The less the Secretary of State says about jobs, the better. There are far fewer people employed in the defence industry now than in 1979 when the Government took office. Jobs have been lost in the ordnance factories, in the dockyards at Chatham, Devonport, Rosyth and in many other establishments. Is he aware that of the 400,000 jobs he mentioned, at least 95 per cent. of them are concerned with non-nuclear defence equipment? If, as we believe, there will be cuts in non-nuclear defence equipment to pay for Trident, a substantial proportion of those jobs will be put at risk by the Government's policies.

Mr. Younger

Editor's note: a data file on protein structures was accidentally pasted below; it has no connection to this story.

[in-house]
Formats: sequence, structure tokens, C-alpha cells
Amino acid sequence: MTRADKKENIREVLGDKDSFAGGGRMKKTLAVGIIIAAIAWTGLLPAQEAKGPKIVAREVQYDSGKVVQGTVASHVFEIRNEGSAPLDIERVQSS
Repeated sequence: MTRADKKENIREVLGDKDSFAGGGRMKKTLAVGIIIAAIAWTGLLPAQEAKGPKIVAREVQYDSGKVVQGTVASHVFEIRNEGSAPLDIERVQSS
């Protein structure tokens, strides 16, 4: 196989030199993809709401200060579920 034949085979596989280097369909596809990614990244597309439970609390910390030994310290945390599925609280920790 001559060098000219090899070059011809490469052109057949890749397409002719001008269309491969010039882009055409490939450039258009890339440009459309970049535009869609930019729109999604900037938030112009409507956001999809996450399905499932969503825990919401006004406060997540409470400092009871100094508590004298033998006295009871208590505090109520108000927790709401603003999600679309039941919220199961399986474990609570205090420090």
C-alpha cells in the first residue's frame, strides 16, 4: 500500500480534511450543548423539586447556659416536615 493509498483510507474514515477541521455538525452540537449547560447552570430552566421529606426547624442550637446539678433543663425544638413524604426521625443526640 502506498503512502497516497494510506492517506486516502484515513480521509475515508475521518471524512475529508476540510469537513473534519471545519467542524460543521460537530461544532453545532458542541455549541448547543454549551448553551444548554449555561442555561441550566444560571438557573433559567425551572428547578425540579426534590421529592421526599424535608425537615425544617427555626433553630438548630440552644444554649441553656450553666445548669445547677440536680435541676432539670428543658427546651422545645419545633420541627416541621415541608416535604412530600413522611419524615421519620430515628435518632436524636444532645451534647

I admire the right hon. Gentleman's courage in raising the question of defence expenditure when it is over 20 per cent. higher in real terms than it was when the Labour party was last in government. I can understand that he wishes to keep off the subject of the effect on jobs of the Labour party's policy to cancel Trident. It is no exaggeration to say that it would not only devastate the economy of a place such as Barrow but would have devastating effects on the west and east of Scotland at Rosyth and Faslane. The Labour party will have to answer to many people for those destructive policies.